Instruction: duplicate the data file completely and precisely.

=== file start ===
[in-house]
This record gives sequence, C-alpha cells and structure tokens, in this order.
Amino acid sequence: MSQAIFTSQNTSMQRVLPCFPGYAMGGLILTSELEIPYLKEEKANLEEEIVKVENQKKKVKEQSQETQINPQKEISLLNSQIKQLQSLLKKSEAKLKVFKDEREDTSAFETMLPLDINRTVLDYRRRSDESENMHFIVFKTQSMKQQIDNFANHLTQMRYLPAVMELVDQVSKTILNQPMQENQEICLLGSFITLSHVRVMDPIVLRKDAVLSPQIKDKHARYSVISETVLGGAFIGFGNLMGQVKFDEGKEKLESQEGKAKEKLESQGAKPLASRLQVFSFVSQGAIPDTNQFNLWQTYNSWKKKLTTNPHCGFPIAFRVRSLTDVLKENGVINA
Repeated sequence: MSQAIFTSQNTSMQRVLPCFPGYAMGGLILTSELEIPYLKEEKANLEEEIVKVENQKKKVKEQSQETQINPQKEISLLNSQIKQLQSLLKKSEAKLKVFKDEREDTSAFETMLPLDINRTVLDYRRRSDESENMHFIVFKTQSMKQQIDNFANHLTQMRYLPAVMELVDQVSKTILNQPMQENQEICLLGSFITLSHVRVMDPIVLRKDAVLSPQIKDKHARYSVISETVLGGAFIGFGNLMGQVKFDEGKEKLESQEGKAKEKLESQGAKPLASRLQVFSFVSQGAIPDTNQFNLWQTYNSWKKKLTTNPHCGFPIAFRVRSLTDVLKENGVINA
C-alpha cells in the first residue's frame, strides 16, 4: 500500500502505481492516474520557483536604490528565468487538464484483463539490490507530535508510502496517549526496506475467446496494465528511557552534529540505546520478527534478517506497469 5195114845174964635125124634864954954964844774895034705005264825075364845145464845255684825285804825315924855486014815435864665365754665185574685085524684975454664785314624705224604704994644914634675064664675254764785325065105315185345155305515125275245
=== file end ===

[in-house]
This record gives sequence, C-alpha cells and structure tokens, in this order.
Amino acid sequence: MSQAIFTSQNTSMQRVLPCFPGYAMGGLILTSELEIPYLKEEKANLEEEIVKVENQKKKVKEQSQETQINPQKEISLLNSQIKQLQSLLKKSEAKLKVFKDEREDTSAFETMLPLDINRTVLDYRRRSDESENMHFIVFKTQSMKQQIDNFANHLTQMRYLPAVMELVDQVSKTILNQPMQENQEICLLGSFITLSHVRVMDPIVLRKDAVLSPQIKDKHARYSVISETVLGGAFIGFGNLMGQVKFDEGKEKLESQEGKAKEKLESQGAKPLASRLQVFSFVSQGAIPDTNQFNLWQTYNSWKKKLTTNPHCGFPIAFRVRSLTDVLKENGVINA
Repeated sequence: MSQAIFTSQNTSMQRVLPCFPGYAMGGLILTSELEIPYLKEEKANLEEEIVKVENQKKKVKEQSQETQINPQKEISLLNSQIKQLQSLLKKSEAKLKVFKDEREDTSAFETMLPLDINRTVLDYRRRSDESENMHFIVFKTQSMKQQIDNFANHLTQMRYLPAVMELVDQVSKTILNQPMQENQEICLLGSFITLSHVRVMDPIVLRKDAVLSPQIKDKHARYSVISETVLGGAFIGFGNLMGQVKFDEGKEKLESQEGKAKEKLESQGAKPLASRLQVFSFVSQGAIPDTNQFNLWQTYNSWKKKLTTNPHCGFPIAFRVRSLTDVLKENGVINA
C-alpha cells in the first residue's frame, strides 16, 4: 500500500502505481492516474520557483536604490528565468487538464484483463539490490507530535508510502496517549526496506475467446496494465528511557552534529540505546520478527534478517506497469 5195114845174964635125124634864954954964844774895034705005264825075364845145464845255684825285804825315924855486014815435864665365754665185574685085524684975454664785314624705224604704994644914634675064664675254764785325065105315185345155305515125275245